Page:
No, Regina absolutely did not pay for her crimes and Emma absolutely did forgive her easily and insist she was redeemed just because she acknowledged her crimes, remember "The Cricket Game"? I think that's what's bugging me about this review, you're putting all the show's wonky morality and diminishing of Emma's character on Hook's shoulders just because he's your least favorite character when in fact this was happening with Regina looong before now. It's a good subject to talk about, but treating it like it's some fresh new troubling factor of the show that just sprung up in this episode is confusing.

    3. And keep in mind that I actually LIKE Regina, just as I like Hook, and I like Emma. But that doesn't change the fact that she's been dealt with in just as morally troubling a way as Hook and Emma (and I say Emma because I feel her "Savior" and "Hero" status is being used to absolve her of what she did as Dark Swan, like imprisoning Merida, threatening to kill Belle, creating Dark Hook despite Hook's dying pleas for her not to...honestly, while the people Hook tried to send to the Underworld easily forgiving him for it troubles me, Emma forgiving him for it does not since she shares culpability for that fiasco.)

    4. Lots of things to respond to, so I think I'll do this bullet point style.

      --Liam getting to go to "the better place" along with his murder victims is so utterly nonsensical that I just skipped over it in my head apart from a note I took that about how tone deaf it makes the writers. I mean, really...? The victims are going to spend eternity with this murderer? What is that??

      --It's absolutely not new, I agree with you. I detailed it in the review because it was the focus of the episode and because it's truly troubling to me (and maybe that's because it was aired on Easter Sunday when, believer or not, people's minds tend to focus on redemption and forgiveness and the like).

      --I see your point with Regina/Hook/my analysis. Regina, I think, has paid for some of her crimes, though. Certainly not all of them. By no means even close to all of them, most likely. But she did lose her child for a year, she has helped the "heroes" more than hindered them as of late, she has become friends with Snow White and a co-parent with Emma, even going in search of Lily with Emma. She refused to kill Zelena twice, she backed off when Marian re-entered the picture in S4. I think she's progressed to the point where I can call her quasi-redeemed more than gray anti-hero with a long journey ahead of her. Hook hasn't and--oh yes, I'll admit this fully--my bias comes into play, as it normally does with Hook, though, I don't think it's skewing my analysis too much. Hook, in my estimation, hasn't done anything in atonement, the sort of suffering and loss that someone like Regina has undergone. They might both be heroes now only cause other characters say so, but Regina has least made some pretty impressive strides.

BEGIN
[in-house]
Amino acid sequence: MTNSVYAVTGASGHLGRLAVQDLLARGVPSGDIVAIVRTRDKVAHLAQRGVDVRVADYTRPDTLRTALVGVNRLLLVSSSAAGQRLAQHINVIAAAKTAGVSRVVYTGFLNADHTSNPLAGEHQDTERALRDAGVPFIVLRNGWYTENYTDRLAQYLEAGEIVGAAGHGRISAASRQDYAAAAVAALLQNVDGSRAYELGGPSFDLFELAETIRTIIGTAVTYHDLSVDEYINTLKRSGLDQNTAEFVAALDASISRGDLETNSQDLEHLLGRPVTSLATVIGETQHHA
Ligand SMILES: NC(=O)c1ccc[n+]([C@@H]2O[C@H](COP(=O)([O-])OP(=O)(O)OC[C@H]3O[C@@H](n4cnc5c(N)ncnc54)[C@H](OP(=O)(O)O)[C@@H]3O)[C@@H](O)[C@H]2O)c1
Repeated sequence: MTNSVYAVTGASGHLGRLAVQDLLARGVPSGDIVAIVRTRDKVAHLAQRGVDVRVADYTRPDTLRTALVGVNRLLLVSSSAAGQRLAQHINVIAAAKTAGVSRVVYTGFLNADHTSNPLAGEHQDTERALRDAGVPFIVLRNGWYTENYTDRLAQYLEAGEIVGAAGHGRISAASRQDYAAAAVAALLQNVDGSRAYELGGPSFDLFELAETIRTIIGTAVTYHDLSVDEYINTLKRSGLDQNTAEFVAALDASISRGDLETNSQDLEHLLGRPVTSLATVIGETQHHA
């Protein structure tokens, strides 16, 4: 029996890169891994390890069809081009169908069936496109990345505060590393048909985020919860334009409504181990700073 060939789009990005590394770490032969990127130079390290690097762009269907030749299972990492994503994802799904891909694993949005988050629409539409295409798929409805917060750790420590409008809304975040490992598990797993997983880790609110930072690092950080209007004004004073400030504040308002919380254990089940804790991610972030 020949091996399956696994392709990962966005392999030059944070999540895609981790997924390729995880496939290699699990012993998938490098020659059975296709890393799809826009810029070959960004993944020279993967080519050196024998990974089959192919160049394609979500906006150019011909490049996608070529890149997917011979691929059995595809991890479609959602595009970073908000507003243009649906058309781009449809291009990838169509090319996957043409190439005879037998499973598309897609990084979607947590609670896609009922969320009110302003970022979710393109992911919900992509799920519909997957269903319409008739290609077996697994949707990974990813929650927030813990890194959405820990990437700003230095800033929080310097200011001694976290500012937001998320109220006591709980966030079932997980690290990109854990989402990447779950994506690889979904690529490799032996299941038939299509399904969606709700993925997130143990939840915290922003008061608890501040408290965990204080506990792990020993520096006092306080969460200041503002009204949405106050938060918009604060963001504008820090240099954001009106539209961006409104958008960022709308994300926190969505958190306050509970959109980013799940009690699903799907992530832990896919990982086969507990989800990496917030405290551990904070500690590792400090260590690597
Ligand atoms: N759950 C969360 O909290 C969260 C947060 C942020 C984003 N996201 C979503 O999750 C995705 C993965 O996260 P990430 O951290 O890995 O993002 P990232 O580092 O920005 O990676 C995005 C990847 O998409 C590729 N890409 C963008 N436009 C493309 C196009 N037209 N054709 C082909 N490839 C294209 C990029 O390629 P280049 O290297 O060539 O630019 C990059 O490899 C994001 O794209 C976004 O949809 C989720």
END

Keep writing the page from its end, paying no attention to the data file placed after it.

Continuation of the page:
--Emma as Savior and culpable as Hook. A thousand times yes. So, I'm really split here and maybe in a future review I can go into more but I'm troubled that on the one hand the writers have Emma as the Savior/Hero but on the other hand they are making her this morally dubious ninny (for wont of a better word. She's overcome with love for Hook so it throws all her judgement of right and wrong out the window, so ninny it is...). It's not without merit if I thought the show was doing it deliberately. Authors can and have ruminate on what heroism means and the sorts of actions we as a society will accept as acceptable because of that hero status (I'm thinking of someone like George RR Martin's characters in A Song of Ice and Fire, if you're familiar with that. His "heroes" do rather unspeakable things in the name of good and this question of heroism and the heroes journey is at the heart of his narrative). But the problem is that I don't know that OUAT is actually being deliberate in this. In fact, I'd wager they aren't. So my split is that I want that cosmic story--the Savior vs the God of the Underworld--but I'm really uncomfortable with how their Savior is acting, to the point where it might be better if it wasn't Emma who ends Hades's reign/changes the Underworld.